THE BLOG
07/03/2018 16:42 GMT | Updated 08/03/2018 08:25 GMT

Why I Want To Make 'Upskirting' A Criminal Offence

If this past year has taught us anything it is that each and every one one of us can enact change by working together

B&M Noskowski via Getty Images

Earlier this week, I presented a bill in the House of Commons that seeks to include upskirting as a crime under the Sexual Offences Act of 2003. “Upskirting” is the practice of unauthorised photographs under a woman’s skirt. The fact that this is not a criminal offence in all circumstances baffles me as much as it horrifies me. I understand that upskirting is a crime of the ‘modern era’, but in Scotland upskirting was made an offence back in 2009. There is simply no excuse for ignoring this issue any longer.

This is not just a problem that affects celebrities when attempting to climb out of their cars at a glitzy award show. Though I applaud those such as Holly Willoughby who have bravely condemned the paparazzi for their appalling actions, it must be said this is affecting many women right across the UK. It can happen to women on public transport, in a park, at a concert, or even just as we walk along a busy street; often without the victim even realising a photo has been taken.

Women have been increasingly speaking up about this issue, one of the first was Gina Martin. She had a photo taken up her skirt at a concert and when the police told her there was little they could do she started a petition calling for upskirting to be considered as a criminal offence, which now has over 82,000 signatures. A change in the law and ending the current lack of clarity would help police to do more to prosecute.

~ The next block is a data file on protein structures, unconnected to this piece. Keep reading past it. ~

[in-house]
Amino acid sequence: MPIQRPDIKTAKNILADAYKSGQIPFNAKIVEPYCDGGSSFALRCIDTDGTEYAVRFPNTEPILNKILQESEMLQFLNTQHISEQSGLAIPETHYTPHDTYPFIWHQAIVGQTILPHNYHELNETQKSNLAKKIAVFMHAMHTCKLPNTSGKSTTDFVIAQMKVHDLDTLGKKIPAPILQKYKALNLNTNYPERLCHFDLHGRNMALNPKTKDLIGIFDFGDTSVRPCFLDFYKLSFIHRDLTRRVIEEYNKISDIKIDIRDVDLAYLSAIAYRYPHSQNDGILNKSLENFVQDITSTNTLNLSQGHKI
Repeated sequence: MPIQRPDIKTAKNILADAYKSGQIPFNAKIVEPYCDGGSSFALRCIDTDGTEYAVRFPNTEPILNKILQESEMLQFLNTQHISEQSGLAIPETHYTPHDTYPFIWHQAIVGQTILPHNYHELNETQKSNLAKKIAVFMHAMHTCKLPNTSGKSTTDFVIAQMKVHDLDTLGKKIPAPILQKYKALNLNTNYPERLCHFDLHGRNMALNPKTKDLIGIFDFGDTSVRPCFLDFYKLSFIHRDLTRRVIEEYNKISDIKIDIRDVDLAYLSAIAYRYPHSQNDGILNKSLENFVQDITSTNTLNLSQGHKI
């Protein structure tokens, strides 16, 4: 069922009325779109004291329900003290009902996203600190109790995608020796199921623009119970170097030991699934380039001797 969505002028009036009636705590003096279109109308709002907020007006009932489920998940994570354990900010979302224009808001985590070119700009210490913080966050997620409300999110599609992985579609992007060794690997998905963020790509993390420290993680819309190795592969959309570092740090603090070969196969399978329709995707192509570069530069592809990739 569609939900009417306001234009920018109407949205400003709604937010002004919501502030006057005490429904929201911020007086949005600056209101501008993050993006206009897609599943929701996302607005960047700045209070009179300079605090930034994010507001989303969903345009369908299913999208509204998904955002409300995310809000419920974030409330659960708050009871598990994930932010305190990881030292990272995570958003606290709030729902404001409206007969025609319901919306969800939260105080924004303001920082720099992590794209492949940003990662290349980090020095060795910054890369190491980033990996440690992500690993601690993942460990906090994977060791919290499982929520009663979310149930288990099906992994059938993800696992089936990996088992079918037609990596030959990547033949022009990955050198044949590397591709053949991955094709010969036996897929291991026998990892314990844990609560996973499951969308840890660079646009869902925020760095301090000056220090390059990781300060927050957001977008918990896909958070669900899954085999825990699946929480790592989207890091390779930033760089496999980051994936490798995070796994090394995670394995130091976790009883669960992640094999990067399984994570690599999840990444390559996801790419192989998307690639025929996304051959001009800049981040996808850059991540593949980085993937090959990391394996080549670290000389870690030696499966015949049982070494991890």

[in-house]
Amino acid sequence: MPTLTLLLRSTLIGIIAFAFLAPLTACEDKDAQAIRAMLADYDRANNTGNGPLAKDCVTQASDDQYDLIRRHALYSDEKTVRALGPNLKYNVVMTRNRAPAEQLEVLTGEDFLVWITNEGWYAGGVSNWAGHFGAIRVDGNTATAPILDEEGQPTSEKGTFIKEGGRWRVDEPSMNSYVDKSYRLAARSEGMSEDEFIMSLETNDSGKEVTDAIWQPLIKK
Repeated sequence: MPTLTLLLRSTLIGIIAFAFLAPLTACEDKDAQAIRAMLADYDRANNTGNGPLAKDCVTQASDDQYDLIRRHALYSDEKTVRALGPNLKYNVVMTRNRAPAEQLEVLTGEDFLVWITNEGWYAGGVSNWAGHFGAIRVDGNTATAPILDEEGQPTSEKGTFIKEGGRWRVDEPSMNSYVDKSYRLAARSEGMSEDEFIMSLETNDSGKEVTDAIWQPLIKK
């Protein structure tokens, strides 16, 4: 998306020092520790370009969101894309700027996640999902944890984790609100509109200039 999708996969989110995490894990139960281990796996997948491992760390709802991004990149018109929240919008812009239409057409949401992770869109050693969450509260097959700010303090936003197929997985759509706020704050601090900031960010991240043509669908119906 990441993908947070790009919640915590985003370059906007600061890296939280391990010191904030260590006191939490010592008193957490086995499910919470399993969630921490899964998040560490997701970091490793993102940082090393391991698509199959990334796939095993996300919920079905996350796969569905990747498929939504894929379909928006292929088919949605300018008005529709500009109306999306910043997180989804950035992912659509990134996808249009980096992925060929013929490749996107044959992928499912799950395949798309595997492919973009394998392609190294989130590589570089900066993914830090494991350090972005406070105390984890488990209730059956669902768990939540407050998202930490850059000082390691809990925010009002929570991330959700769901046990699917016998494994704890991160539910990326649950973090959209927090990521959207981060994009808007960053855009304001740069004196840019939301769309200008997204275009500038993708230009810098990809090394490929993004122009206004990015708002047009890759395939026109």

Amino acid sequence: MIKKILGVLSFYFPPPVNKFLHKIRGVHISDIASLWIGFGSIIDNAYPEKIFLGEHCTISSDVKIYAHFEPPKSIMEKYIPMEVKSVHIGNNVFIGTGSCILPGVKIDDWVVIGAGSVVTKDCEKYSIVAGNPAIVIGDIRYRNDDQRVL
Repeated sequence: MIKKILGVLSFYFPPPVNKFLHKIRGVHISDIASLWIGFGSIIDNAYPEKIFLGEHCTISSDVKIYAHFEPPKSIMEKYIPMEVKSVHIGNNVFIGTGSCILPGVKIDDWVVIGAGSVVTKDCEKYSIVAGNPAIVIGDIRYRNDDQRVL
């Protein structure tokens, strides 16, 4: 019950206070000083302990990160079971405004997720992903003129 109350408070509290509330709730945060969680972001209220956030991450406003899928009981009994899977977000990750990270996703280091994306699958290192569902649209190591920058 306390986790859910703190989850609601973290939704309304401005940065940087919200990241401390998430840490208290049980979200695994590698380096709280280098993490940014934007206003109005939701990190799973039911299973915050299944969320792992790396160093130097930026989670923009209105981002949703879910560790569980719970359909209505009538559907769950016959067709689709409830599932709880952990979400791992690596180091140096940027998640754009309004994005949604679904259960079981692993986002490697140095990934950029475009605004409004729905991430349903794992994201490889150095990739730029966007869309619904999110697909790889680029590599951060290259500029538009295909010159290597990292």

From the women’s marches to the Time’s Up movement, we are witnessing a real dynamic force of women saying enough is enough

Dame Vera Baird QC from the Association of Police and Crime Commissioners said herself the legislation as it currently stands “is far from clear as there is no specific offence”. Currently, some people have been prosecuted for upskirting for outraging public decency. However, this is absurd as it should not matter how public it was or who else saw it. The law should focus on the individual victims and the crime committed against them. It is their body that is being taken advantage of without their consent.

Just a few weeks ago we celebrated here in parliament the centenary of the first women gaining the right to vote. This inclusion of women in politics has meant that women’s voices could no longer be ignored by those in power. However, not enough progress has been made. As a female member of parliament, I feel it is part of my duty to try and make a genuine difference for women across the country. No time would be more appropriate than International Women’s Day to raise these issues.

If this past year has taught us anything it is that each and every one one of us can enact change by working together. From the women’s marches to the Time’s Up movement, we are witnessing a real dynamic force of women saying enough is enough and speaking out about sexism and the current injustices in our society. These strong, passionate, able women - women like Gina Martin - who speak out, who push for change, who refuse to be silenced, are as right as they are courageous.

It is time that society respected and protected women properly. I therefore call on my colleagues to join me in supporting the campaign to make upskirting what it should be: a criminal offence.

Wera Hobhouse is the Lib Dem MP for Bath